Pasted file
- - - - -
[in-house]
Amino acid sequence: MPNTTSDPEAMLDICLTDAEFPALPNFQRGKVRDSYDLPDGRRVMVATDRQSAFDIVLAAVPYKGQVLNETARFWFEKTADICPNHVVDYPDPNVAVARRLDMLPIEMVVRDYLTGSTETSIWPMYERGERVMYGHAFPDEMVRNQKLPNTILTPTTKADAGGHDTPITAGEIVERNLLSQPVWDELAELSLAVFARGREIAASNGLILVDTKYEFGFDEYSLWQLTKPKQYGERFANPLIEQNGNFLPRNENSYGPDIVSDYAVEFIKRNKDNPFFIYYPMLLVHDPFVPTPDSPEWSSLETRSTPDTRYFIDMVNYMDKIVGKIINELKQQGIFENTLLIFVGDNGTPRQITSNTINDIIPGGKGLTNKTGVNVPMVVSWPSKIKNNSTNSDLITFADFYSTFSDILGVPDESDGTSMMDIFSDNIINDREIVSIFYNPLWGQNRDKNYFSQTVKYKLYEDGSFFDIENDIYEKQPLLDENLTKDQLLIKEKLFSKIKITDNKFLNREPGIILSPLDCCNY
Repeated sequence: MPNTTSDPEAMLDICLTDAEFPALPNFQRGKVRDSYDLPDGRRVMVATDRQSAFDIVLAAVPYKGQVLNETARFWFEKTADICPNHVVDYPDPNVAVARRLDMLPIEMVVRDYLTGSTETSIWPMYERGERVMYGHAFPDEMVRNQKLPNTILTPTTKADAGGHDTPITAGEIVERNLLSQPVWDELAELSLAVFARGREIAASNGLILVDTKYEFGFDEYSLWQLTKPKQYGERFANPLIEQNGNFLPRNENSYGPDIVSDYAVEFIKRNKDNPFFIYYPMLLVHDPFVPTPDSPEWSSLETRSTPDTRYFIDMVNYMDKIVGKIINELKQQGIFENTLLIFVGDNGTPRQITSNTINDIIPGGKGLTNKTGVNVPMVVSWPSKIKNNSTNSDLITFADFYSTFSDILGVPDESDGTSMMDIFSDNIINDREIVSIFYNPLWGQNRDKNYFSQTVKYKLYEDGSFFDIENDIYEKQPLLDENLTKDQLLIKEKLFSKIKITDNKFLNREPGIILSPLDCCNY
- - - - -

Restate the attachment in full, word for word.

[in-house]
Amino acid sequence: MPNTTSDPEAMLDICLTDAEFPALPNFQRGKVRDSYDLPDGRRVMVATDRQSAFDIVLAAVPYKGQVLNETARFWFEKTADICPNHVVDYPDPNVAVARRLDMLPIEMVVRDYLTGSTETSIWPMYERGERVMYGHAFPDEMVRNQKLPNTILTPTTKADAGGHDTPITAGEIVERNLLSQPVWDELAELSLAVFARGREIAASNGLILVDTKYEFGFDEYSLWQLTKPKQYGERFANPLIEQNGNFLPRNENSYGPDIVSDYAVEFIKRNKDNPFFIYYPMLLVHDPFVPTPDSPEWSSLETRSTPDTRYFIDMVNYMDKIVGKIINELKQQGIFENTLLIFVGDNGTPRQITSNTINDIIPGGKGLTNKTGVNVPMVVSWPSKIKNNSTNSDLITFADFYSTFSDILGVPDESDGTSMMDIFSDNIINDREIVSIFYNPLWGQNRDKNYFSQTVKYKLYEDGSFFDIENDIYEKQPLLDENLTKDQLLIKEKLFSKIKITDNKFLNREPGIILSPLDCCNY
Repeated sequence: MPNTTSDPEAMLDICLTDAEFPALPNFQRGKVRDSYDLPDGRRVMVATDRQSAFDIVLAAVPYKGQVLNETARFWFEKTADICPNHVVDYPDPNVAVARRLDMLPIEMVVRDYLTGSTETSIWPMYERGERVMYGHAFPDEMVRNQKLPNTILTPTTKADAGGHDTPITAGEIVERNLLSQPVWDELAELSLAVFARGREIAASNGLILVDTKYEFGFDEYSLWQLTKPKQYGERFANPLIEQNGNFLPRNENSYGPDIVSDYAVEFIKRNKDNPFFIYYPMLLVHDPFVPTPDSPEWSSLETRSTPDTRYFIDMVNYMDKIVGKIINELKQQGIFENTLLIFVGDNGTPRQITSNTINDIIPGGKGLTNKTGVNVPMVVSWPSKIKNNSTNSDLITFADFYSTFSDILGVPDESDGTSMMDIFSDNIINDREIVSIFYNPLWGQNRDKNYFSQTVKYKLYEDGSFFDIENDIYEKQPLLDENLTKDQLLIKEKLFSKIKITDNKFLNREPGIILSPLDCCNY